The IET Archives holds many commemorative plaques and boards that were on display in Savoy Place at various times, the IET’s home since 1909. One of these items is a wooden board with the logos of both the Institution of Electrical Engineers (IEE) and the Society of Polish Electrical Engineers, which commemorates their relationship during the Second World War. The story of the commemorative board, which is shown below, was recently rediscovered when reviewing old administrative files of the IET Archives.
The inscription on the board in both Polish and English says, ‘at the invitation of the Institution of Electrical Engineers, the British Section of the Society of Polish Electrical Engineers was located here during the Second World War’.
The suggestion for the commemoration was first put forward to the IEE by the Society of Polish Electrical Engineers (SEP) relatively recently in 1990, but it then took several years for the proposal to come to fruition.
The Craftsman – Sidney Bendall
This commemorative board was commissioned in 1994, and it was originally fitted into a recess in what was then called the Faraday Room of Savoy Place. It was commissioned from Sidney Bendall of Gloucestershire a noted British lettering craftsman. Sydney’s draft drawings for the work were retained and one of these showing final amendments appears below;
For those interested in finding out more about Sidney Bendall, a 9-page article on his career was written by Dr John Nash and published in the journal of The Edward Johnston Foundation (a research centre for calligraphy and the lettering arts), and that article is available on the internet here – http://www.ejf.org.uk/Resources/Bendall.pdf.
The British Section of the Society of Polish Electrical Engineers and the IEE
The British Section of the Polish Society of Electrical Engineers was located at Savoy Place during the Second World War from November 1941 until December 1945. The IEE’s Council minutes do not record which room at Savoy Place was used by the Society, but the minutes do record that the offer of accommodation for secretarial purposes was made during the meeting of the Council on 20 November 1941.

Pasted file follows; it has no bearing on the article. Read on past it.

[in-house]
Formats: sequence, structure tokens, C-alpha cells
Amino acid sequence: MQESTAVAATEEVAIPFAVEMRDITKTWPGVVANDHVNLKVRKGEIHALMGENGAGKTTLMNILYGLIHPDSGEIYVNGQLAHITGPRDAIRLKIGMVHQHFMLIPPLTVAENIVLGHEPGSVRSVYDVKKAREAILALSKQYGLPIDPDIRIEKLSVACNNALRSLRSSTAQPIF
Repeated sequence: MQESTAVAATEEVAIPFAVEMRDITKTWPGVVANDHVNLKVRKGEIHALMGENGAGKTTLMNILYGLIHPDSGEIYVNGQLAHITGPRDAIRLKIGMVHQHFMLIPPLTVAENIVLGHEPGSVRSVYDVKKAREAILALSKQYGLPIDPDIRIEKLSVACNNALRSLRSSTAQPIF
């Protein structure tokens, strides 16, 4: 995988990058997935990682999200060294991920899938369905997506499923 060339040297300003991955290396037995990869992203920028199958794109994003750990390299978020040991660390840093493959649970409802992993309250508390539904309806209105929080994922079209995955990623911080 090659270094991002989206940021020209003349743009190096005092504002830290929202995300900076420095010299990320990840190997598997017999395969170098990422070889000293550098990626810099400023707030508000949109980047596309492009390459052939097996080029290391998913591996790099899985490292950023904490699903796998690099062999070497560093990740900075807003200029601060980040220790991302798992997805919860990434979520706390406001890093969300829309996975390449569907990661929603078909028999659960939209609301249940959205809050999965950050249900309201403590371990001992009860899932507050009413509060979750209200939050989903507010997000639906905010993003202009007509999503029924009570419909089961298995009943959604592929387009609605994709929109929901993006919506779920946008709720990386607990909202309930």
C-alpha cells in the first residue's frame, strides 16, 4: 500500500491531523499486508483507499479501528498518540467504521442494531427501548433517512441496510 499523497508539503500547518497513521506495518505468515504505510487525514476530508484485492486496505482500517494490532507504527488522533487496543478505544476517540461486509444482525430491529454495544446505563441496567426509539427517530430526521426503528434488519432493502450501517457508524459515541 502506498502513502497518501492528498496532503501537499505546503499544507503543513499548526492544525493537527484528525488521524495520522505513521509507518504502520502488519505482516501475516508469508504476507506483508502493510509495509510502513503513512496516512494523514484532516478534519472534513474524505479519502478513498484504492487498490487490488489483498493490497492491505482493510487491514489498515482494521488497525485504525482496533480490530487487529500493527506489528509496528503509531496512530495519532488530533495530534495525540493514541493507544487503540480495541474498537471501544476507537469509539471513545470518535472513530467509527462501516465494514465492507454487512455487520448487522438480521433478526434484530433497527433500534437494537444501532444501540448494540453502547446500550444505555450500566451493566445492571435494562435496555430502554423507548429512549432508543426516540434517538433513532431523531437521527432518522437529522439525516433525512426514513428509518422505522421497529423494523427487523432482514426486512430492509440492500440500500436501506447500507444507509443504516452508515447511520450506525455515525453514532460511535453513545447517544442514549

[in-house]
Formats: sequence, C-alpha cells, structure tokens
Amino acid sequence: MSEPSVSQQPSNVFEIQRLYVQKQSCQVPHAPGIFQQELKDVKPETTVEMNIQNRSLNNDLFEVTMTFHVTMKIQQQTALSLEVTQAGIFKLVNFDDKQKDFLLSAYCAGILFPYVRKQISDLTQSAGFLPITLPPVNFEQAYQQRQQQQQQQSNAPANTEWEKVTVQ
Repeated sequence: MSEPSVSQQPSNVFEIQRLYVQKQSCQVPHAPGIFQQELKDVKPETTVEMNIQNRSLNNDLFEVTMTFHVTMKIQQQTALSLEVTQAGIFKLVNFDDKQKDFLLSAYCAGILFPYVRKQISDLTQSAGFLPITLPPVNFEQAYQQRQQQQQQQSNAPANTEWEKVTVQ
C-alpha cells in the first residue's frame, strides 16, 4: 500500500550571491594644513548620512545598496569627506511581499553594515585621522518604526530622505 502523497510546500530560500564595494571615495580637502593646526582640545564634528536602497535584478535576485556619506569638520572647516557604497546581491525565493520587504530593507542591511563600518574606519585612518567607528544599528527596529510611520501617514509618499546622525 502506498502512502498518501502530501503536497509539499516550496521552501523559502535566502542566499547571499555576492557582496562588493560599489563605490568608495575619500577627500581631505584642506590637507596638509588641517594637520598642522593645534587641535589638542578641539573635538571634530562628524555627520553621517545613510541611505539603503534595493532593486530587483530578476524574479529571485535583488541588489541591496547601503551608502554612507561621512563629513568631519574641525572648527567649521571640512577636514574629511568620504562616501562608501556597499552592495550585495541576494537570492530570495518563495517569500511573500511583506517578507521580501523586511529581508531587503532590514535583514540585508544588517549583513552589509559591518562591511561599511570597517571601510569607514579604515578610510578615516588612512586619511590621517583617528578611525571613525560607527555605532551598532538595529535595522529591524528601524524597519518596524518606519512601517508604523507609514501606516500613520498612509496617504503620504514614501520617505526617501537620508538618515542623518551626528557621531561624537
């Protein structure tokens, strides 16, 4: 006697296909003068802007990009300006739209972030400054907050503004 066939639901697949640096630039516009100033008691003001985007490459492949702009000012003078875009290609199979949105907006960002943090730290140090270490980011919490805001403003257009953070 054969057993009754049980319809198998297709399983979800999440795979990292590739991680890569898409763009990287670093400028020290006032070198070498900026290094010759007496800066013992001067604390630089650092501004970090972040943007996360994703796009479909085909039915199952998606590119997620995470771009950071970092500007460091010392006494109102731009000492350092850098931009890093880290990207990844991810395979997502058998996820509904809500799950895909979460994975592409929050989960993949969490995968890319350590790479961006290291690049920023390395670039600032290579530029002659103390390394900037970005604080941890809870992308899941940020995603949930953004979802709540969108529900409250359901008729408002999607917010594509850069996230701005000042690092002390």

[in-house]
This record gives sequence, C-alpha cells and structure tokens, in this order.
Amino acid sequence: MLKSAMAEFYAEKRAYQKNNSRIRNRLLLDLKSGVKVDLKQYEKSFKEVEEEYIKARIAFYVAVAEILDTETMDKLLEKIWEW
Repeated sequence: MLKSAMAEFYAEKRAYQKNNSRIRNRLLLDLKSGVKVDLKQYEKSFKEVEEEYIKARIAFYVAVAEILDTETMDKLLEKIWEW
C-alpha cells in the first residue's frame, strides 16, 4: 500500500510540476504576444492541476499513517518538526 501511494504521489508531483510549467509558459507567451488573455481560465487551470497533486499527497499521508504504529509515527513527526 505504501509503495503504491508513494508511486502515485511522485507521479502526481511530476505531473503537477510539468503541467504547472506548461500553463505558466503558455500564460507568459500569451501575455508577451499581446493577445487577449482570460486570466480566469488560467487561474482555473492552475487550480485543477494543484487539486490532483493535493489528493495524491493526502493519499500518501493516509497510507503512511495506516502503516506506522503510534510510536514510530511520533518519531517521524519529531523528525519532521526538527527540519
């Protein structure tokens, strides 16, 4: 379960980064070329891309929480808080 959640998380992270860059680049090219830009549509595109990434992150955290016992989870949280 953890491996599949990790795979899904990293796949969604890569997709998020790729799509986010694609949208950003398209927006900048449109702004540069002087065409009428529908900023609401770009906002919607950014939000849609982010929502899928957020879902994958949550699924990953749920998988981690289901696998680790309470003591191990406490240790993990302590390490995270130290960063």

In addition, the minutes record that, “the use of the Institution building and attendance at meetings should be offered to members of the Polish Society”. Moreover, the local centres committees were asked to grant the same privileges “in the provinces” and up to 12 members of the Society were to be offered Part I of the IEE’s journal without charge. In January and February 1942 a series of lectures were also offered especially for the Polish engineers who presented resolutions of gratitude to the Council during the meetings of 2 December 1943, 18 January 1943 and 6 December 1945.
The History of the British Section of the Society of Polish Electrical Engineers
The following history of the British Section of the SEP was provided by its former member, Professor Jan Podolski, FIEE, in 1994.
“After the German-Soviet invasion of Poland in September 1939, some 200 Polish electrical engineers were evacuated to France. After the French collapse, about half of them found their way to the UK with the Polish Army units. In February 1941 we organised in London the British Section of the SEP, as the existence of any such organisation was strictly forbidden both under the German and Soviet occupation.
I was then a Member of the IEE and I applied to the Secretary of the Institution, Mr Brasher, to help our organisation. Consequently in November 1941 the IEE Council offered members of our Section all facilities accorded to its own members. The Section was also offered a room at Savoy Place, and our Committee held all its meetings there until the end of the war. After this the Section office was transferred to one of the Polish government-in-exile offices.
In January and February 1942, the IEE organised a refresher course on latest developments in the field of electricity. The course was attended by some 25 SEP members mostly delegated from the Army, Navy and Air Force and war industry. The opening lecture was given by Lord Nelson.
The initial number of 60 members increased gradually to nearly 150, as a number of members of the SEP reached the UK by various ways or graduated in British universities.
I went through the list of IEE members, edition 1990, and found that several past Chairmen of the Section were on the IEE list. They are;
Tadeusz Lisicki, Chairman 1949-1950
Kazimierz Nowicki, Chairman 1949-1950 [repeated dates]
Czeslaw Zakiewicz, Chairman 1960-61
Karol Szwarc, Chairman 1964-65
Andrzej Ossowski, Chairman 1968-69
The Section was disbanded in 1985 as it was found that the SEP in Poland was functioning normally. The history of the Section was written by Dr Szwarc listed above.”
Other material Related to Poland in The IET Archives
There is a wide variety of material in the archive collections related to Poland. A few examples include;
- The Caroline Haslett collection includes correspondence from 1951 with the Polish Woman’s Association. Caroline Haslett chaired a meeting of the Association where Countess Bor-Komorowska talked about life in Poland under German & Soviet occupation (invitation shown below).
- The Women’s Engineering Society collection includes articles written by the National Council of Polish women (1979).
- Our Institution of Production Engineers’ records include correspondence with the Polish Society of Mechanical Engineers and Technicians (1967-1986).
- Papers regarding the visit of the Polish delegation to the conference on the economics of the reliability of electricity supply (1967).
- Instrument catalogues in Polish (AVO instruments).
Anyone with an interest in our Polish material should search our online catalogue using the text, ‘Poland’ or ‘Polish’ in the search engine which can be found here http://archives.theiet.org/search.aspx.